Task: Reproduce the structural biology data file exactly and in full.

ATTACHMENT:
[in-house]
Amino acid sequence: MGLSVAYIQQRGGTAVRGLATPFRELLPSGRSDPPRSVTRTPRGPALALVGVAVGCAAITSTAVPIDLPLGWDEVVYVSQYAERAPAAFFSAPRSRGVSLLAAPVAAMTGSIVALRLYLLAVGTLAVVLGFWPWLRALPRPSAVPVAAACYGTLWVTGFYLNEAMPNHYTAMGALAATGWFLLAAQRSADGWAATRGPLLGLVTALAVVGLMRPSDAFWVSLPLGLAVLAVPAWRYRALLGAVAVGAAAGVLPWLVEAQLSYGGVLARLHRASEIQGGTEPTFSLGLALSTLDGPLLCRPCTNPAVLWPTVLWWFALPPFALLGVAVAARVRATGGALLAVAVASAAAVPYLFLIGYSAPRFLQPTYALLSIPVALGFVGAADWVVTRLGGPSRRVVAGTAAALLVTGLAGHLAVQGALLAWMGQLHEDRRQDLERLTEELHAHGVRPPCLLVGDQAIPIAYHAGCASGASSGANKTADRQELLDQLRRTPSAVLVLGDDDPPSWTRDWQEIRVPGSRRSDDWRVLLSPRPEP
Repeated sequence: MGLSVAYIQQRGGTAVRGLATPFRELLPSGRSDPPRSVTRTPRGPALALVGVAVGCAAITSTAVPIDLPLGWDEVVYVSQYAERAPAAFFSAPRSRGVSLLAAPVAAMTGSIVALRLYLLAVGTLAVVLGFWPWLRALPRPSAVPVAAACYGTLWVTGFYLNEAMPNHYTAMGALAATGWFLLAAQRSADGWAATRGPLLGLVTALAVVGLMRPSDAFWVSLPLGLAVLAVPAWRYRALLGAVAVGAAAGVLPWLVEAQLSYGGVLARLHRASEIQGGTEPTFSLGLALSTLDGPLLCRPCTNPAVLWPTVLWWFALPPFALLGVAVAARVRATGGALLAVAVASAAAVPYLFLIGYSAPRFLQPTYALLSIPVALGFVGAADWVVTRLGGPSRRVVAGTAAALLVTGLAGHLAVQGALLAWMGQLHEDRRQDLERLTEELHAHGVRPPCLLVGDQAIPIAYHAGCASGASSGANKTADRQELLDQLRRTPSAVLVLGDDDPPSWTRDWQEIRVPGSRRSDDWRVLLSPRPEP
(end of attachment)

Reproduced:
[in-house]
Amino acid sequence: MGLSVAYIQQRGGTAVRGLATPFRELLPSGRSDPPRSVTRTPRGPALALVGVAVGCAAITSTAVPIDLPLGWDEVVYVSQYAERAPAAFFSAPRSRGVSLLAAPVAAMTGSIVALRLYLLAVGTLAVVLGFWPWLRALPRPSAVPVAAACYGTLWVTGFYLNEAMPNHYTAMGALAATGWFLLAAQRSADGWAATRGPLLGLVTALAVVGLMRPSDAFWVSLPLGLAVLAVPAWRYRALLGAVAVGAAAGVLPWLVEAQLSYGGVLARLHRASEIQGGTEPTFSLGLALSTLDGPLLCRPCTNPAVLWPTVLWWFALPPFALLGVAVAARVRATGGALLAVAVASAAAVPYLFLIGYSAPRFLQPTYALLSIPVALGFVGAADWVVTRLGGPSRRVVAGTAAALLVTGLAGHLAVQGALLAWMGQLHEDRRQDLERLTEELHAHGVRPPCLLVGDQAIPIAYHAGCASGASSGANKTADRQELLDQLRRTPSAVLVLGDDDPPSWTRDWQEIRVPGSRRSDDWRVLLSPRPEP
Repeated sequence: MGLSVAYIQQRGGTAVRGLATPFRELLPSGRSDPPRSVTRTPRGPALALVGVAVGCAAITSTAVPIDLPLGWDEVVYVSQYAERAPAAFFSAPRSRGVSLLAAPVAAMTGSIVALRLYLLAVGTLAVVLGFWPWLRALPRPSAVPVAAACYGTLWVTGFYLNEAMPNHYTAMGALAATGWFLLAAQRSADGWAATRGPLLGLVTALAVVGLMRPSDAFWVSLPLGLAVLAVPAWRYRALLGAVAVGAAAGVLPWLVEAQLSYGGVLARLHRASEIQGGTEPTFSLGLALSTLDGPLLCRPCTNPAVLWPTVLWWFALPPFALLGVAVAARVRATGGALLAVAVASAAAVPYLFLIGYSAPRFLQPTYALLSIPVALGFVGAADWVVTRLGGPSRRVVAGTAAALLVTGLAGHLAVQGALLAWMGQLHEDRRQDLERLTEELHAHGVRPPCLLVGDQAIPIAYHAGCASGASSGANKTADRQELLDQLRRTPSAVLVLGDDDPPSWTRDWQEIRVPGSRRSDDWRVLLSPRPEP